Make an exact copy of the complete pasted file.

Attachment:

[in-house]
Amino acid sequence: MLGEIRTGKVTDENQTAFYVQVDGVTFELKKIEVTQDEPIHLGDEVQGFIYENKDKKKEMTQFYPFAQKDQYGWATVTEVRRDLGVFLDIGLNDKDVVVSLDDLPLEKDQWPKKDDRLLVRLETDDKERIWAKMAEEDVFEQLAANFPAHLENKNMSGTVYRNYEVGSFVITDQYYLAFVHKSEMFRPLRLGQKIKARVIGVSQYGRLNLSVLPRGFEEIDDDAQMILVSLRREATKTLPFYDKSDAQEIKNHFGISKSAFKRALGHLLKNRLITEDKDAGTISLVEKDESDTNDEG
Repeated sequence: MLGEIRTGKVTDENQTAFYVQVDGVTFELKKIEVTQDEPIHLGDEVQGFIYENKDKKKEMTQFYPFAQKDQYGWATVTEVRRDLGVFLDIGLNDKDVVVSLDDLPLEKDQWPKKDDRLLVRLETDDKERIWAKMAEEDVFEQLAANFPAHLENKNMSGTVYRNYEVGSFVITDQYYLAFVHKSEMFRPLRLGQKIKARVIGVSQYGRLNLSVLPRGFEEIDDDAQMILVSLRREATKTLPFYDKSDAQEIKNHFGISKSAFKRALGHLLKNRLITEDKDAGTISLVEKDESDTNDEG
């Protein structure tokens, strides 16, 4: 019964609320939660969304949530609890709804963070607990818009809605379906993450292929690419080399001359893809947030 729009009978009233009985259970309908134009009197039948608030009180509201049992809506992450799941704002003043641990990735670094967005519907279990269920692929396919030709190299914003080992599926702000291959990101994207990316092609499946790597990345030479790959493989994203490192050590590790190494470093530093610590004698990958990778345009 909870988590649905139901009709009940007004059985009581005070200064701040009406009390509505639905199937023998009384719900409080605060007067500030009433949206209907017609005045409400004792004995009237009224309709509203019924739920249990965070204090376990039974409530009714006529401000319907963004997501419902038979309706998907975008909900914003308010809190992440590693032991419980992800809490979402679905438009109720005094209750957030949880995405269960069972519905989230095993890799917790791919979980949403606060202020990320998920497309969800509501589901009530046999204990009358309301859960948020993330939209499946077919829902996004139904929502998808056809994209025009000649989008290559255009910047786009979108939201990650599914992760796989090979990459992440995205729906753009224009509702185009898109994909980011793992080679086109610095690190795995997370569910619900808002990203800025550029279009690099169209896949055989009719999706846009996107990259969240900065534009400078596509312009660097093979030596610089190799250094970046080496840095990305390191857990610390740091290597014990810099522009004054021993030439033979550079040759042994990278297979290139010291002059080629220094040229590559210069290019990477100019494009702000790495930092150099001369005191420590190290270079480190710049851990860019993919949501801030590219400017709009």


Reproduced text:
[in-house]
Amino acid sequence: MLGEIRTGKVTDENQTAFYVQVDGVTFELKKIEVTQDEPIHLGDEVQGFIYENKDKKKEMTQFYPFAQKDQYGWATVTEVRRDLGVFLDIGLNDKDVVVSLDDLPLEKDQWPKKDDRLLVRLETDDKERIWAKMAEEDVFEQLAANFPAHLENKNMSGTVYRNYEVGSFVITDQYYLAFVHKSEMFRPLRLGQKIKARVIGVSQYGRLNLSVLPRGFEEIDDDAQMILVSLRREATKTLPFYDKSDAQEIKNHFGISKSAFKRALGHLLKNRLITEDKDAGTISLVEKDESDTNDEG
Repeated sequence: MLGEIRTGKVTDENQTAFYVQVDGVTFELKKIEVTQDEPIHLGDEVQGFIYENKDKKKEMTQFYPFAQKDQYGWATVTEVRRDLGVFLDIGLNDKDVVVSLDDLPLEKDQWPKKDDRLLVRLETDDKERIWAKMAEEDVFEQLAANFPAHLENKNMSGTVYRNYEVGSFVITDQYYLAFVHKSEMFRPLRLGQKIKARVIGVSQYGRLNLSVLPRGFEEIDDDAQMILVSLRREATKTLPFYDKSDAQEIKNHFGISKSAFKRALGHLLKNRLITEDKDAGTISLVEKDESDTNDEG
């Protein structure tokens, strides 16, 4: 019964609320939660969304949530609890709804963070607990818009809605379906993450292929690419080399001359893809947030 729009009978009233009985259970309908134009009197039948608030009180509201049992809506992450799941704002003043641990990735670094967005519907279990269920692929396919030709190299914003080992599926702000291959990101994207990316092609499946790597990345030479790959493989994203490192050590590790190494470093530093610590004698990958990778345009 909870988590649905139901009709009940007004059985009581005070200064701040009406009390509505639905199937023998009384719900409080605060007067500030009433949206209907017609005045409400004792004995009237009224309709509203019924739920249990965070204090376990039974409530009714006529401000319907963004997501419902038979309706998907975008909900914003308010809190992440590693032991419980992800809490979402679905438009109720005094209750957030949880995405269960069972519905989230095993890799917790791919979980949403606060202020990320998920497309969800509501589901009530046999204990009358309301859960948020993330939209499946077919829902996004139904929502998808056809994209025009000649989008290559255009910047786009979108939201990650599914992760796989090979990459992440995205729906753009224009509702185009898109994909980011793992080679086109610095690190795995997370569910619900808002990203800025550029279009690099169209896949055989009719999706846009996107990259969240900065534009400078596509312009660097093979030596610089190799250094970046080496840095990305390191857990610390740091290597014990810099522009004054021993030439033979550079040759042994990278297979290139010291002059080629220094040229590559210069290019990477100019494009702000790495930092150099001369005191420590190290270079480190710049851990860019993919949501801030590219400017709009």